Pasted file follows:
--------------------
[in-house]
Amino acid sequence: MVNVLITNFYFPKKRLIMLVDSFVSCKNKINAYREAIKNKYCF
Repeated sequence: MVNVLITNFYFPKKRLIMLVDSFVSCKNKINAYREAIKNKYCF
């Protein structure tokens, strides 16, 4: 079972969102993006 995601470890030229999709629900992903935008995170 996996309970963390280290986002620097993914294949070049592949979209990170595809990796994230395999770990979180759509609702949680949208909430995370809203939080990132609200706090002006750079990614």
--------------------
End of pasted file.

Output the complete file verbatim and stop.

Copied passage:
[in-house]
Amino acid sequence: MVNVLITNFYFPKKRLIMLVDSFVSCKNKINAYREAIKNKYCF
Repeated sequence: MVNVLITNFYFPKKRLIMLVDSFVSCKNKINAYREAIKNKYCF
């Protein structure tokens, strides 16, 4: 079972969102993006 995601470890030229999709629900992903935008995170 996996309970963390280290986002620097993914294949070049592949979209990170595809990796994230395999770990979180759509609702949680949208909430995370809203939080990132609200706090002006750079990614």